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Honduras “world’s most dangerous country for journalists”


Reporters Without Borders have described Honduras as “the world’s most dangerous country for journalists in the first quarter of 2010” after a spate of attacks last month left five journalists dead, one wounded and one in exile.

“We are unable to provide you with protection,” local police told José Alemán according to the press freedom group. Alemán, a correspondent for Tiempo, a Honduran daily newspaper, had reported violations of freedom of expression and human rights since the country’s political stability was shaken by a military coup d’etat in June 2009. Reporters Without Borders reports that Alemán fled Honduras after gunmen opened fire on his home and chased him through the streets of San Marcos.

Alemán was fortunate to escape. Joseph Hernandez Ochoa, David Meza, Nahúm Palacios Arteaga, José Bayardo Mairena and Manuel Juarez were all murdered in March.

“There can be no doubt that we face one of the most tragic moments in the history of the Latin American press” declared Alejandro Aguirre, President of the Inter-American Press Association (IAPA). Peter Kent, the Canadian Minister for Foreign Affairs (Americas) also condemned the violence and added “Canada calls on the Honduran authorities to promptly and thoroughly investigate these crimes and prosecute those responsible.”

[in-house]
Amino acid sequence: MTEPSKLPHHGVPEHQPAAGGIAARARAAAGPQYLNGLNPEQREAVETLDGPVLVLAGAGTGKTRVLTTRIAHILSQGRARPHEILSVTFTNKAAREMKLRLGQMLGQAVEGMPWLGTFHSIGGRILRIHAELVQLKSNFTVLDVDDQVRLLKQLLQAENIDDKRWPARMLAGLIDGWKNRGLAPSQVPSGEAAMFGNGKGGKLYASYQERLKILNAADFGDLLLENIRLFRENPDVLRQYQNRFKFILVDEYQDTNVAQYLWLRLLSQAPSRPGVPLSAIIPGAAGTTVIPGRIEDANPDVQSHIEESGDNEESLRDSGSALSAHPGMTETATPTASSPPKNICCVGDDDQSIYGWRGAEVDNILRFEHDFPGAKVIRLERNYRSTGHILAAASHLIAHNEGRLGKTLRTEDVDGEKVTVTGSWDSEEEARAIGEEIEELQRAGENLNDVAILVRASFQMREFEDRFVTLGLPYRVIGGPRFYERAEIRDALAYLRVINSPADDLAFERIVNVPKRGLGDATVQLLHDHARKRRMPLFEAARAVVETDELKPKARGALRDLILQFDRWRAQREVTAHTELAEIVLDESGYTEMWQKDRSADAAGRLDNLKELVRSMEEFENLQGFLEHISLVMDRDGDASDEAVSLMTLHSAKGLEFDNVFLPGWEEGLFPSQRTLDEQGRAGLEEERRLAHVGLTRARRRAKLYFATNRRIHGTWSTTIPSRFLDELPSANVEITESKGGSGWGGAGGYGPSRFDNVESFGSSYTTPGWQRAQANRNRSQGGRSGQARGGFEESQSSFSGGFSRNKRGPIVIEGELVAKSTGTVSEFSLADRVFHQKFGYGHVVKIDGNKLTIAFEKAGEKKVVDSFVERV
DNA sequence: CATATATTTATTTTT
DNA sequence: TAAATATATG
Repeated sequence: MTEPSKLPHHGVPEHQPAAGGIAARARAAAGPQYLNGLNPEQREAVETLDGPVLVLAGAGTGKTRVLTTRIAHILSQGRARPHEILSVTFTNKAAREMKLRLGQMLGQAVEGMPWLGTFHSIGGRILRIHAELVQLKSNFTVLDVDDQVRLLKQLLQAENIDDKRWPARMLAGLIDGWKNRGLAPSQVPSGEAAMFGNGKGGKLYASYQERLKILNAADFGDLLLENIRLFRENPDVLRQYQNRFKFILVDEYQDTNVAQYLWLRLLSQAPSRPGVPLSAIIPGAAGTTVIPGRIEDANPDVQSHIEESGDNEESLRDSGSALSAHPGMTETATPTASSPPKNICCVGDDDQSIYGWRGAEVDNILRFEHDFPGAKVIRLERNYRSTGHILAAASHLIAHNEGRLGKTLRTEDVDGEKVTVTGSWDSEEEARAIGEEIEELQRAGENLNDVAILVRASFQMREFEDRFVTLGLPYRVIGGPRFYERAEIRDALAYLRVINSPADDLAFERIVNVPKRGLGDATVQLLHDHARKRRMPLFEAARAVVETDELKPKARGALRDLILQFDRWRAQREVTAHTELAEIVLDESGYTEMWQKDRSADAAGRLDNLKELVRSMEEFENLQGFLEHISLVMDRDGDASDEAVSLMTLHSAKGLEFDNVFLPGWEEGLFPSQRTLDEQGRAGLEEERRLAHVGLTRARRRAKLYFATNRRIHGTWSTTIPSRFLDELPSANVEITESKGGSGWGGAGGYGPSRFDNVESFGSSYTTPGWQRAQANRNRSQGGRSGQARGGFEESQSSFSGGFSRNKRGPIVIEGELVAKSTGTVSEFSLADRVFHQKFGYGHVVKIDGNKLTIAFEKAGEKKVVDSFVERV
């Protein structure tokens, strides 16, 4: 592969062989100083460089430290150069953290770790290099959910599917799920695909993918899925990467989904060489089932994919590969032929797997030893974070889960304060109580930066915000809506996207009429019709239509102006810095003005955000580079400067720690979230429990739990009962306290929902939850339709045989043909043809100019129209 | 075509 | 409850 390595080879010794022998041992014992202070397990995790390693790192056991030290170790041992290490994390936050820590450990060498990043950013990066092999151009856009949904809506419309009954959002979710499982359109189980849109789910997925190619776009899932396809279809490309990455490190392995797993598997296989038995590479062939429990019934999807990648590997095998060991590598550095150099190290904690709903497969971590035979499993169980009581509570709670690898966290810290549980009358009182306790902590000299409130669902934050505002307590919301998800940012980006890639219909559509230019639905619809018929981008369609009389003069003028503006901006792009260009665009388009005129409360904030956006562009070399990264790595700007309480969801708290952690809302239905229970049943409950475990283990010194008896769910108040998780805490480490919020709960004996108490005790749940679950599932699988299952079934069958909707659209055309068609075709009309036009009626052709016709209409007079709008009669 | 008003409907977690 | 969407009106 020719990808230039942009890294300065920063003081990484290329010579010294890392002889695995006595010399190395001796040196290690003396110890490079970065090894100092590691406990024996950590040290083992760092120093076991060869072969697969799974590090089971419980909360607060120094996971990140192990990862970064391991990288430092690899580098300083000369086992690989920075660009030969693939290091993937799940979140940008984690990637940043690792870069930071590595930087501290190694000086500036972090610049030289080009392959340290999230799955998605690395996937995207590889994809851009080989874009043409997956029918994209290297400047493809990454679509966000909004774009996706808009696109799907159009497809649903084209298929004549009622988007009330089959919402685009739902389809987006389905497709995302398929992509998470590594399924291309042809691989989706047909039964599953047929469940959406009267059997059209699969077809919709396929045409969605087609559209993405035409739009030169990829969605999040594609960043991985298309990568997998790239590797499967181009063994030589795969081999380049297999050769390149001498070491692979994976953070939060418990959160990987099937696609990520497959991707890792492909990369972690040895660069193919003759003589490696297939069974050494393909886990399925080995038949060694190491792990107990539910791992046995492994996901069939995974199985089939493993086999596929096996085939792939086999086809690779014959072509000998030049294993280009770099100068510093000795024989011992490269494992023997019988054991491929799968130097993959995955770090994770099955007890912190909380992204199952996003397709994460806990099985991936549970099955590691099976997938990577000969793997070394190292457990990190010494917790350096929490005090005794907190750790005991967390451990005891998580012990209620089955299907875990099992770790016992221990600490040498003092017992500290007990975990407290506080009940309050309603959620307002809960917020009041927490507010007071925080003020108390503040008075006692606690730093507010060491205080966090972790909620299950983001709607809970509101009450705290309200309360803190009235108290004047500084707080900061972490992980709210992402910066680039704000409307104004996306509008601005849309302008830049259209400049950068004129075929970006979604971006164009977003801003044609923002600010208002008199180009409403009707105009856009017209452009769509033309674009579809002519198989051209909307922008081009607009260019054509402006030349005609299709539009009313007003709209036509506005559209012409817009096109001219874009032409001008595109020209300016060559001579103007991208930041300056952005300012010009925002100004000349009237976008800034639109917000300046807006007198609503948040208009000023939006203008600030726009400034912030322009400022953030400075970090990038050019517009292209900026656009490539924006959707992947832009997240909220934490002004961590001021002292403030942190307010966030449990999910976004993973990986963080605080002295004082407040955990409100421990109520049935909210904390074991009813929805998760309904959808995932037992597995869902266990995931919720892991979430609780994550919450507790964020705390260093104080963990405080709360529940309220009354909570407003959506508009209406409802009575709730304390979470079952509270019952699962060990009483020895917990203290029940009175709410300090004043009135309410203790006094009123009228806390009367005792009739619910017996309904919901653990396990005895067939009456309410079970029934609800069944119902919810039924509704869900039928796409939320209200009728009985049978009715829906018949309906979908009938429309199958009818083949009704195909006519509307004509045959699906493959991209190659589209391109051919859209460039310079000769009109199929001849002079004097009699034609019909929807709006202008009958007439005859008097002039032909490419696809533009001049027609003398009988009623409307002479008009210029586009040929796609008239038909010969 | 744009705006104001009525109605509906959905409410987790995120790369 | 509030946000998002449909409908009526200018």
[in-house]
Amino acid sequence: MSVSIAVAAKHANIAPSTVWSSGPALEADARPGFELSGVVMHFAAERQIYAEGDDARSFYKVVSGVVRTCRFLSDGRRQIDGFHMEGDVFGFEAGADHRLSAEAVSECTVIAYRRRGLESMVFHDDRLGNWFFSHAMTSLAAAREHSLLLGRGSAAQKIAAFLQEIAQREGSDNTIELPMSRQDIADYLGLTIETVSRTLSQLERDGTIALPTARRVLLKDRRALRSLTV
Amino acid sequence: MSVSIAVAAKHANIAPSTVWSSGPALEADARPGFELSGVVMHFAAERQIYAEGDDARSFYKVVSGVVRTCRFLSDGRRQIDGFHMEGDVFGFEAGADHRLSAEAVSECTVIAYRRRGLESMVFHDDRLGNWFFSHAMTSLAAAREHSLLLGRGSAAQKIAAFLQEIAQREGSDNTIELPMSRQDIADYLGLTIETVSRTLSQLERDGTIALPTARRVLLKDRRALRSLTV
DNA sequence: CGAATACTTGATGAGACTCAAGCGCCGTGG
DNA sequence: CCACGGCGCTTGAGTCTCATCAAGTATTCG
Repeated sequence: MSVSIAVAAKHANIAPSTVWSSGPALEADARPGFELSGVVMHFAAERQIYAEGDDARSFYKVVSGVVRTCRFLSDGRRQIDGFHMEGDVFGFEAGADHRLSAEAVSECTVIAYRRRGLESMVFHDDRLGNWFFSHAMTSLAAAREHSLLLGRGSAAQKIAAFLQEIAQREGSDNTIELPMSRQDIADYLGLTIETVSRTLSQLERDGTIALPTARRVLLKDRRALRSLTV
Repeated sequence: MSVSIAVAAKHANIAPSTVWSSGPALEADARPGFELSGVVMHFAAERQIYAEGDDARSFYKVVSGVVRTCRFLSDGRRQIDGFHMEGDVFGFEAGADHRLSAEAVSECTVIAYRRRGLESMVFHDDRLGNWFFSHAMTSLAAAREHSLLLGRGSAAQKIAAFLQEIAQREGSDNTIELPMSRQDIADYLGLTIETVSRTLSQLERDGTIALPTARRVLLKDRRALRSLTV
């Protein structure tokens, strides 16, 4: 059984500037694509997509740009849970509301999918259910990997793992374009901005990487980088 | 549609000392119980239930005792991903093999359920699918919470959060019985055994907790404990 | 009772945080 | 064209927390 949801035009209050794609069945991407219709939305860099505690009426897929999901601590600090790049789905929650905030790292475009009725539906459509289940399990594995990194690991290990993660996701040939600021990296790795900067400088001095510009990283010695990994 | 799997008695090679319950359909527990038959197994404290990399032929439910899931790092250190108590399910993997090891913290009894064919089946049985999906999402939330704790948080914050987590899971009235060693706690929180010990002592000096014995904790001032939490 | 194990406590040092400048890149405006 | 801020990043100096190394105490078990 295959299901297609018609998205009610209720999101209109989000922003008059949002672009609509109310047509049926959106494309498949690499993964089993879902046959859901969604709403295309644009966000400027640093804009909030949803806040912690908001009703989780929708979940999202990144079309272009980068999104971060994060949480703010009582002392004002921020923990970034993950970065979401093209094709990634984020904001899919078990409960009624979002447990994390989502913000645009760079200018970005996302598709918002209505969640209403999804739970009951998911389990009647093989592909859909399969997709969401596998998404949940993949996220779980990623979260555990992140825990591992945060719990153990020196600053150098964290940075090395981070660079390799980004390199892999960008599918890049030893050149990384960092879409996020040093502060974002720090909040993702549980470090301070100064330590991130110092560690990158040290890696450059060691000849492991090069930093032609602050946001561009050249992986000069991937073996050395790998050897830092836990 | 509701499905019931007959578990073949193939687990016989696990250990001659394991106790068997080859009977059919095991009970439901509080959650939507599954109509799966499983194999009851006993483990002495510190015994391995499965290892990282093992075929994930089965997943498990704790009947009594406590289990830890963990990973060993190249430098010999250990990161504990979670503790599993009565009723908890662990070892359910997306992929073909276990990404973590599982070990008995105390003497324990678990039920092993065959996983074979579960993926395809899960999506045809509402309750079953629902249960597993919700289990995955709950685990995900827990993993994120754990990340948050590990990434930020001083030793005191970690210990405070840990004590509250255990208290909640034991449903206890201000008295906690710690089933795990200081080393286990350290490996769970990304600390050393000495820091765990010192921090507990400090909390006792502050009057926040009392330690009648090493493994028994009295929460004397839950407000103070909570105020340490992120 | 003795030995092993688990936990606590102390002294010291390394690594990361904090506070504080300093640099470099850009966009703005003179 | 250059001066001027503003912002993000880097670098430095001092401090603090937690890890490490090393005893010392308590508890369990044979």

Despite censure of the violence by many groups in the human rights community, this Huffington Post article indicates that the situation on Honduras may not garner the mainstream media attention it warrants. Also Telesur, a South American news agency, has criticized IAPA for overlooking the Honduran issue in favor of “aggression directed at journalists from right wing media.”

Aguirre has previously stated that there is “a siege against the press” in countries allied with the politics of Venezuela’s President Hugo Chávez even though Honduras and Mexico, the two countries which have seen the most journalists killed this year, are governed by conservative administrations.

However, former Honduran Human Rights Ombudsman, Leo Valladares suggests the injuries and threats received by Karol Cabrera, a journalist known to be in favor of the coup, affirms that there are “dark forces” at work at both extremes of the political spectrum.

Photo Credit: European Pressphoto Agency

US Senators Fight Censorship Worldwide